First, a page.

The Sun obviously looks larger to the naked eye at daily appearance and disappearance, as does the moon when it appears and disappears.

The naked eye is prone to being tricked. The moon may APPEAR larger at the horizon for various reasons, and the sun sometimes looks smaller at the horizon due to less “flare”.

This experiment is designed to get rid of all the illusion. A simple time lapse will show you that the sun and moon have a constant size through the sky.
This contradicts the flat earth “theory” (technically a failed hypothesis) explanation of a nearby sun circling above the plane of the earth, where the sun would become larger until local moon and then get smaller until sunset.

I’d love to see a flat earther’s explanation for this discrepancy.

Re: Apparent size of the sun
« Reply #4 on: January 09, 2019, 08:56:39 PM »
There is some material in the wiki about this. I am not saying it makes any sense, but it is there.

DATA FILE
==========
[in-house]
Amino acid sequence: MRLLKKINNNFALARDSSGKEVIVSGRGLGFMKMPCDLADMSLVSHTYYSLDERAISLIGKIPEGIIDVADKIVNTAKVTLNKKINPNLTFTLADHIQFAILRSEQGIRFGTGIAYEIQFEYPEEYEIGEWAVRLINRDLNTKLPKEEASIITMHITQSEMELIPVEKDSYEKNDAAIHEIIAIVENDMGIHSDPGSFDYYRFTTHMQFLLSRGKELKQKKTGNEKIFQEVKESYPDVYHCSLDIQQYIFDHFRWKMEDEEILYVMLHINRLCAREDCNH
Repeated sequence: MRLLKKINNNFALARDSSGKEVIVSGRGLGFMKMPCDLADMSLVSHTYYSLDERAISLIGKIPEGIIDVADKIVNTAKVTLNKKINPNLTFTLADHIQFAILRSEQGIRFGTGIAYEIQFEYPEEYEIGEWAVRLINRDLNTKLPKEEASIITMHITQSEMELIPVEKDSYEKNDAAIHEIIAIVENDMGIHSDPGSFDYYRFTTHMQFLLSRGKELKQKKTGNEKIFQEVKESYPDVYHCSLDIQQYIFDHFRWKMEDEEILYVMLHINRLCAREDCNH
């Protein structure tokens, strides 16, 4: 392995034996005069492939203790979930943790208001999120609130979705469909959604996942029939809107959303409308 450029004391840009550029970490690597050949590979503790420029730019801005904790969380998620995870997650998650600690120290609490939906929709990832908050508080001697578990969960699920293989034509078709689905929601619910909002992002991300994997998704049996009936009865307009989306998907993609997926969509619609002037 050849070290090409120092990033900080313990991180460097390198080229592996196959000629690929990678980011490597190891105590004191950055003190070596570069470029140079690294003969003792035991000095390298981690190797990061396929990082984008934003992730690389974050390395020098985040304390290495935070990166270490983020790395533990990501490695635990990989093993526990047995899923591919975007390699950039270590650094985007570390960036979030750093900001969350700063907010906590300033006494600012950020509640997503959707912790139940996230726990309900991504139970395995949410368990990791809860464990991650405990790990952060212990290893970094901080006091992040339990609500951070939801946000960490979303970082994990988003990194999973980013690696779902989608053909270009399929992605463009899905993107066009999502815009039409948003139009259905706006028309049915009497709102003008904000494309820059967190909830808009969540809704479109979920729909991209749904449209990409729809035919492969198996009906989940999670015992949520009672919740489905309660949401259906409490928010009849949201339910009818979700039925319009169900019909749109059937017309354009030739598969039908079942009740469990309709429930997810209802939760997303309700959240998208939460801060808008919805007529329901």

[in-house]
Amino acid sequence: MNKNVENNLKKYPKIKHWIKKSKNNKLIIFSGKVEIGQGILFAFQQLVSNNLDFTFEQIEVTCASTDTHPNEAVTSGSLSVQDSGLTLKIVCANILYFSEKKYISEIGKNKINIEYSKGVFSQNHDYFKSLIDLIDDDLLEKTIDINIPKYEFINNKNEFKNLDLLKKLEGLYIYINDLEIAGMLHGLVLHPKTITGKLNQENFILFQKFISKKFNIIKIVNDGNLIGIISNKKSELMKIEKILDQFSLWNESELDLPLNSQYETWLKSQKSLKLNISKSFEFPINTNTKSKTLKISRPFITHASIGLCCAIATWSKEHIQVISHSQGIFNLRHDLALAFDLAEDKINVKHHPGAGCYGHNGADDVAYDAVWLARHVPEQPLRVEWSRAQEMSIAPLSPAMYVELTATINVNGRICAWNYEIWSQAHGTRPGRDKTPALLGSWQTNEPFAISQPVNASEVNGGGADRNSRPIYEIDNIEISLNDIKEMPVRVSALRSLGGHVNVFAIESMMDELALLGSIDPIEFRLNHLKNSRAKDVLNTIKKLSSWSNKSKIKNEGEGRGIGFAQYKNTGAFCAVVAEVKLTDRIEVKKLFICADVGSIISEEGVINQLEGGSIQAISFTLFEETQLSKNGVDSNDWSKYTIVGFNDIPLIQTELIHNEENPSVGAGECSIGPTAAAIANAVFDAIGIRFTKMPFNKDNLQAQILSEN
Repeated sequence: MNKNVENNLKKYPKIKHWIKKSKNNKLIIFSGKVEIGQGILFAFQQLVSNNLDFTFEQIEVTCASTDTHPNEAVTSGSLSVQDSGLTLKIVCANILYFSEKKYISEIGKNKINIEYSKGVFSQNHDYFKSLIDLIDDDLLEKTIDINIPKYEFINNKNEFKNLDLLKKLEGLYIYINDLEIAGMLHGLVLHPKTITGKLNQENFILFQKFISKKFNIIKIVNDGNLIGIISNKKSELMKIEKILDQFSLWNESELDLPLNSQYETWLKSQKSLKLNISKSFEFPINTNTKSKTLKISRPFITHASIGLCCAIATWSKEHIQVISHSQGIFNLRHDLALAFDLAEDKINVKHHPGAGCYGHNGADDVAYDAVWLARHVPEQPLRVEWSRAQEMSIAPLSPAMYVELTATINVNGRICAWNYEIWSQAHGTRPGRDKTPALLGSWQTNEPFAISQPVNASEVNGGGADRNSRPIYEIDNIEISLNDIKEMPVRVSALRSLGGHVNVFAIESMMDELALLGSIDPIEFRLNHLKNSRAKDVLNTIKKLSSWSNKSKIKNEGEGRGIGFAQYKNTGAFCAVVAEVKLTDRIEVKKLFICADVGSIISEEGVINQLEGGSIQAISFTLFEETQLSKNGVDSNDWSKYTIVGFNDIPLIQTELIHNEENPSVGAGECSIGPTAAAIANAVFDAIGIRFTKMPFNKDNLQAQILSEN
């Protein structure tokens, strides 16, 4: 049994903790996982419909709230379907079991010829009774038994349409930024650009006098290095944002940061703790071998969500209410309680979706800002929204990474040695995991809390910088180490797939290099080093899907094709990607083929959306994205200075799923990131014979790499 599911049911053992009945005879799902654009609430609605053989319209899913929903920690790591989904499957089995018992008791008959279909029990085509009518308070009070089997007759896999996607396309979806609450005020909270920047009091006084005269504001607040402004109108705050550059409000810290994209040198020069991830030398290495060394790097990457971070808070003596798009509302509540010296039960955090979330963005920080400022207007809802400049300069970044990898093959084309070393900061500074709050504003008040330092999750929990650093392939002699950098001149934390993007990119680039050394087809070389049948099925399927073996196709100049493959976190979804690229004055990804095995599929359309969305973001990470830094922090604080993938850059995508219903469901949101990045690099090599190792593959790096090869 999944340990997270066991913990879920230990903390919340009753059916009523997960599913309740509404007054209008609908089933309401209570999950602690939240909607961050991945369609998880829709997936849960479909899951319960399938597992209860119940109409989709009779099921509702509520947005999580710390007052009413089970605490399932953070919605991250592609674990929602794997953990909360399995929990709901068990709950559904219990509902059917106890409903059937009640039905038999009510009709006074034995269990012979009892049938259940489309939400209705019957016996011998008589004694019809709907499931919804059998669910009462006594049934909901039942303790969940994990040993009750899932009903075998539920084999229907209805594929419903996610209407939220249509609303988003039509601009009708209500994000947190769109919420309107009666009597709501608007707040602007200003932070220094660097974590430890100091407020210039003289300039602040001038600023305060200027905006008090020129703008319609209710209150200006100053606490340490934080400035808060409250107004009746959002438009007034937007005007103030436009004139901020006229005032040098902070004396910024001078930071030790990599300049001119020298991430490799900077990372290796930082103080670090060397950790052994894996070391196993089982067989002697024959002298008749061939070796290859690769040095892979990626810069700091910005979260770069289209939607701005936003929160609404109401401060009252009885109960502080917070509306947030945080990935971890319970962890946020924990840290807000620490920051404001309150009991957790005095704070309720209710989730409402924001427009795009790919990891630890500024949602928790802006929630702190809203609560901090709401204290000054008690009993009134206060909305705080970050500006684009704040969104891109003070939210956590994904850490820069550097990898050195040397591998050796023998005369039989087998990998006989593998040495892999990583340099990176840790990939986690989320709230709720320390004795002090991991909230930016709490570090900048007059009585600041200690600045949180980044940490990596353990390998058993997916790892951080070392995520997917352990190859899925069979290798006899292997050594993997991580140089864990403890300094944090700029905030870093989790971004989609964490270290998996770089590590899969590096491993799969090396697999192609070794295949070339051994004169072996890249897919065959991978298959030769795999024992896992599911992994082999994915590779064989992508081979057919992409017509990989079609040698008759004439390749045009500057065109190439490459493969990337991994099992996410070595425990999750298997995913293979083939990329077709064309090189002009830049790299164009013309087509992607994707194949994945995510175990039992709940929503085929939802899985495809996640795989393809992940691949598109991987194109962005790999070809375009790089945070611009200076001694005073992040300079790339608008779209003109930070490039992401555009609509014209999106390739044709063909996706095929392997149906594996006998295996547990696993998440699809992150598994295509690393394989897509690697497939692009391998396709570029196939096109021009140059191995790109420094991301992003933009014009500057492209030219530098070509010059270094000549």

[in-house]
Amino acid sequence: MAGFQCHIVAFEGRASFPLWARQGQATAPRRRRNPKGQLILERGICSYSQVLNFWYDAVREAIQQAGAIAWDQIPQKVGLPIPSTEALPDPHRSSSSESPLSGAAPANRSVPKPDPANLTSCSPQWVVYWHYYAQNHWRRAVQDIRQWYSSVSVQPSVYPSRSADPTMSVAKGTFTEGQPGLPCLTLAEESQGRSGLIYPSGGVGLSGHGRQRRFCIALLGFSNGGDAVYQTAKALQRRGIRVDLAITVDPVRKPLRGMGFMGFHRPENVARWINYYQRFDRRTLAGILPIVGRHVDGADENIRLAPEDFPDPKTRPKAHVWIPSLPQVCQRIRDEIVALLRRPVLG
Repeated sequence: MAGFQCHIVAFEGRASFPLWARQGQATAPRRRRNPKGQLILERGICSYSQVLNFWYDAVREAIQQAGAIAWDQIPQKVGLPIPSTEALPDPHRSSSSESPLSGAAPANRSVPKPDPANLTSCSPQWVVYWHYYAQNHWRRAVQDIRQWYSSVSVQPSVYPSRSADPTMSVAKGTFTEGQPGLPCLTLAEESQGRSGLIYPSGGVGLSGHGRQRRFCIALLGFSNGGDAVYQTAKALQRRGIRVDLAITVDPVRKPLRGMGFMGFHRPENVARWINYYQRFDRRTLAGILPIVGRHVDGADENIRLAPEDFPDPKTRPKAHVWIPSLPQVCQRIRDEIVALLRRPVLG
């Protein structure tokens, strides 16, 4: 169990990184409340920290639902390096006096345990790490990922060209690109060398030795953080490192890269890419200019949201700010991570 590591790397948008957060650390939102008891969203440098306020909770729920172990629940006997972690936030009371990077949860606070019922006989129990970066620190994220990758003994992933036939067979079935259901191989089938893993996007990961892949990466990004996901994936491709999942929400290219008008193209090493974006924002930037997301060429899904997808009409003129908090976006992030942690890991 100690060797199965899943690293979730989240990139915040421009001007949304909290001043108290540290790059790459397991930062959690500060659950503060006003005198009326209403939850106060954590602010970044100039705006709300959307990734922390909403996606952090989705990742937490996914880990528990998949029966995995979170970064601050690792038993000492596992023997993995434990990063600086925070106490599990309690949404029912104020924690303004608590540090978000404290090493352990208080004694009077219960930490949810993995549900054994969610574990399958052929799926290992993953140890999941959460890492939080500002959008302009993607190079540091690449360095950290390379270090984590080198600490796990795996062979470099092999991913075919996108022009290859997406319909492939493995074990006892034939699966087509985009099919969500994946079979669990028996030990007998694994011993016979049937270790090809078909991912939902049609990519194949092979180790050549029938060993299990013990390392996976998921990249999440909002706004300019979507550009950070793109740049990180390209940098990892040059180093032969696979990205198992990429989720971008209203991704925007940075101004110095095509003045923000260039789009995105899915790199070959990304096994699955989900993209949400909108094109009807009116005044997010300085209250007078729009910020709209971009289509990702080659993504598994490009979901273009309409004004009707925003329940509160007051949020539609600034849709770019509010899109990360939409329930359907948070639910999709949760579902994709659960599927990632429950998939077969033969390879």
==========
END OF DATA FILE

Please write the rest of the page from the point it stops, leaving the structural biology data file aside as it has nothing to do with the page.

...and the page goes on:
https://wiki.tfes.org/Magnification_of_the_Sun_at_Sunset

That article is very wrong.
As one of the examples, they take a picture of street lamps. It says the streetlights in the distance “appear” the same size as the closer ones. If you were to focus on the source of the light, and not the flare caused by fog, smoke, or any other atmospheric disturbances, you’d see the filaments of the exposed light bulbs or the covering over the bulb, and they would be shrinking linearly with distance.

Failed explanation.

Re: Apparent size of the sun